At least two key Republican senators who found themselves in the center of a firestorm last week over Brett Kavanaugh’s nomination to the Supreme Court have been assigned special protection due to threats as well as crowd control issues.
Multiple Capitol Police officers confirmed Friday that teams of uniformed officers were moving with Sens. Jeff Flake and Charles E. Grassley. The latter chairs the Judiciary Committee, which heard testimony Thursday from Kavanaugh and Christine Blasey Ford, who has accused the nominee of sexual assault decades ago when both were in high school. Flake, a Judiciary member, helped broker a deal to delay a floor vote on Kavanaugh to allow for an FBI investigation into allegations against him by Ford and others.
Neither Grassley nor Flake are in leadership and thus do not usually move with their own Capitol Police protections. Lawmakers who receive full-time protective details from the Capitol Police include the speaker, majority and minority leaders in both chambers, as well as the whips in both parties.
Other members may receive added protection in response to specific threats, but otherwise spend much of their time outside the Capitol complex, including in their home districts, without bodyguards.
Flake spoke on the Senate floor on Sept. 26, before the next day’s blockbuster hearing, about threats against him.
“One man, somewhere in the country, called my office in Arizona and left a message saying that he was tired of my ‘interrupting our president’ and for the offense of allowing Dr. Ford to be heard — for this offense, my family and I would be ‘taken out.’ I mention this with reluctance, but only to say that we have lit a match, my colleagues. The question is, Do we appreciate how close the powder keg is?” the Arizona Republican said.
Specifics threats made against the lawmakers were not made public. Protective details in recent years have included plainclothes Capitol Police officers, but those flanking the two Senate Judiciary Republicans were in their regular uniforms.
Flake was confronted Friday morning by two women who said they were survivors of sexual assault and criticized him for announcing his support for Kavanaugh.
“Don’t look away from me. Look at me and tell me that it doesn’t matter what happened to me, that you will let people like that go into the highest court of the land,” Ana Maria Archila, 39, told the senator while he was in a Dirksen Building elevator, blocking his movement toward the Judiciary Committee, which was gearing up to vote on the nomination.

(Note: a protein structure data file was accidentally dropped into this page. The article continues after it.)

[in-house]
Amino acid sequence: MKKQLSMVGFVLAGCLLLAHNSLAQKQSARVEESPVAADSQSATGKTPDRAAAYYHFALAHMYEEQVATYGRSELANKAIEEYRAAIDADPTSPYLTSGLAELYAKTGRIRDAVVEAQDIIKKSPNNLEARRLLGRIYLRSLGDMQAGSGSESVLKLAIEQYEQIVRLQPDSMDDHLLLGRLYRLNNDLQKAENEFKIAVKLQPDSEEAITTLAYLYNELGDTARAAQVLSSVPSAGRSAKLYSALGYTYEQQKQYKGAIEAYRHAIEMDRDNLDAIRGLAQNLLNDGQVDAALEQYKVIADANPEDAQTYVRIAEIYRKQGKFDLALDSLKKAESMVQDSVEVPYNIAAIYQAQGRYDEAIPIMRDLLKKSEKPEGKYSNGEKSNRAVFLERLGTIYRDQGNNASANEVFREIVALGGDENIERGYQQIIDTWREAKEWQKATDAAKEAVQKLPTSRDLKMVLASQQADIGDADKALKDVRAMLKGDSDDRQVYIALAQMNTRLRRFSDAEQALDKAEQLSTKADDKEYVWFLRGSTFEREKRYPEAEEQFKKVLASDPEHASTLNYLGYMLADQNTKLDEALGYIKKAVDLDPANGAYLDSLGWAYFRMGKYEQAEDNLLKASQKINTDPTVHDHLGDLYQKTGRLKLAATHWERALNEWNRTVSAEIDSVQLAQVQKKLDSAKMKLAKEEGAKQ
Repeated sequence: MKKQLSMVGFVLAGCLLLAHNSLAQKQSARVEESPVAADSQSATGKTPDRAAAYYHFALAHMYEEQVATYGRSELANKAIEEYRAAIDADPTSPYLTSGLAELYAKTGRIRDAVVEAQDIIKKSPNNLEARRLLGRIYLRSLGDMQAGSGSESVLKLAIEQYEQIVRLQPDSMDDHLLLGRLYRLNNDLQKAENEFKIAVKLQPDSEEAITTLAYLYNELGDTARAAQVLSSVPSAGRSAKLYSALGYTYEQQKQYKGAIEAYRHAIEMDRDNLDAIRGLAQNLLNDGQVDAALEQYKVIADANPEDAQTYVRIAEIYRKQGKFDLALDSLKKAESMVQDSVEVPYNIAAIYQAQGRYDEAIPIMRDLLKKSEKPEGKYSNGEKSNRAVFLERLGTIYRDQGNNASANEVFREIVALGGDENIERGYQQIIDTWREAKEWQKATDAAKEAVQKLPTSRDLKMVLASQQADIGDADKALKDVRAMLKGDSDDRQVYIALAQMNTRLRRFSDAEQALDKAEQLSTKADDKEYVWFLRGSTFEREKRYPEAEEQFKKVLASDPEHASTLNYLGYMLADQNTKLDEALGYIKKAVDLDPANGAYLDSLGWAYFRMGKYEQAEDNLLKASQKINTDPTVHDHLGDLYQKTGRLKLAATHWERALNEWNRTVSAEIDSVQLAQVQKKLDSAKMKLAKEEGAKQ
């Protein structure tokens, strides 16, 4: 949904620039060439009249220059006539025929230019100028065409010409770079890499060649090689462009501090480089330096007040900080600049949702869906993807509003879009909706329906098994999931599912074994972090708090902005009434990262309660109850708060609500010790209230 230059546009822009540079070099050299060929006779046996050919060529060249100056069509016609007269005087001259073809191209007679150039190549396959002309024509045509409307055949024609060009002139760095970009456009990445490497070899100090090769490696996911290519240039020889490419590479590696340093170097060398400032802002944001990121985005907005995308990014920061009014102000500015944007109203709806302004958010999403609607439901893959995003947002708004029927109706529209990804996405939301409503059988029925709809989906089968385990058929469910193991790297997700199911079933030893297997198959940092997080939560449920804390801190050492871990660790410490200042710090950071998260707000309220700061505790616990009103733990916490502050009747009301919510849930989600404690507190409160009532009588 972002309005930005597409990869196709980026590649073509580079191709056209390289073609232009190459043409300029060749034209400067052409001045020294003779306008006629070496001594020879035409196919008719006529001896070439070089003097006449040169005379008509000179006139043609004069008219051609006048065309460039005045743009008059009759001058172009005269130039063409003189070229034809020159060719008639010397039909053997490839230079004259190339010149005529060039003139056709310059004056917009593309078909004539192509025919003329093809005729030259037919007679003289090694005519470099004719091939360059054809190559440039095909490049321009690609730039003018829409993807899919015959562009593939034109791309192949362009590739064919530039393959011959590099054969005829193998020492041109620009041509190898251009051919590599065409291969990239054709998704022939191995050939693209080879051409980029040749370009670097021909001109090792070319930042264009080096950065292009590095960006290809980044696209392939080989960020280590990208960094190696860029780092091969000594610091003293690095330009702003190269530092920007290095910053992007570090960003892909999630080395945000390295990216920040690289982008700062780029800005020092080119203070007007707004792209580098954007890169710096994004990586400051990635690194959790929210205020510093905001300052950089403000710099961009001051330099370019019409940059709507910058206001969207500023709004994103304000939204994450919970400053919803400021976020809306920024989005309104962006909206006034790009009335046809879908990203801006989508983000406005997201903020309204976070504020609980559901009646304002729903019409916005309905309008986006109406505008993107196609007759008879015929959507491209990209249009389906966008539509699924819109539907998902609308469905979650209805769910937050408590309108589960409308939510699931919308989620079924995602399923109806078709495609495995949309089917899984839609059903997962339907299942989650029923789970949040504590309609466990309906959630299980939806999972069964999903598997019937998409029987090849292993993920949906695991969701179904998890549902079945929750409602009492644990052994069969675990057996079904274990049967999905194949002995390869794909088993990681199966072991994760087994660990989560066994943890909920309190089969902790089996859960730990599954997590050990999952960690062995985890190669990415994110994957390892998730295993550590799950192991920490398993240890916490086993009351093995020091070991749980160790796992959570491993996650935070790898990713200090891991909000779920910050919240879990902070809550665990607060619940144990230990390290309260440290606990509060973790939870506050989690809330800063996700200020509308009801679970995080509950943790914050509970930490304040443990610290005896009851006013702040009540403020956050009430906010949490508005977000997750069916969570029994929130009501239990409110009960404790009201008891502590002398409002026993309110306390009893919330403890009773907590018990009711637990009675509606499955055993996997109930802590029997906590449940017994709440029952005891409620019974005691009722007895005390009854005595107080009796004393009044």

At that point in the day he was not accompanied by Capitol Police, but there were many lining the hallway where the altercation took place.
There is precedent for lawmakers getting additional protection.
Sen. Marco Rubio was put under a protective detail in the summer of 2017 following intelligence that one of Venezuela’s most powerful leaders might have put out an order to kill the Florida Republican. Capitol Police officers accompanied him around Washington, and according to the Miami Herald, his protection in Florida included at least one Miami-Dade County Police officer in addition to other law enforcement.
Security of lawmakers has been in the spotlight since last year’s shooting at a Republican practice for the Congressional Baseball Game, in which House Majority Whip Steve Scalise was shot along with four others. Capitol Police officers detailed to protect the Louisiana Republican took down the gunman, and two officers were wounded during the shooting.
If Scalise and his detail had not been at the field, lawmakers who witnessed the shooting said it could have been much worse. “He probably saved everybody else’s life because if you don’t have a leadership person there, there would have been no security there,” Kentucky GOP Sen. Rand Paul, who was at the baseball practice, told MSNBC last year. “Had they not been there, it would have been a massacre.”
Friday marked one year since Scalise returned to Congress after the shooting His colleagues in the House gave him a round of applause and a few speeches in his honor.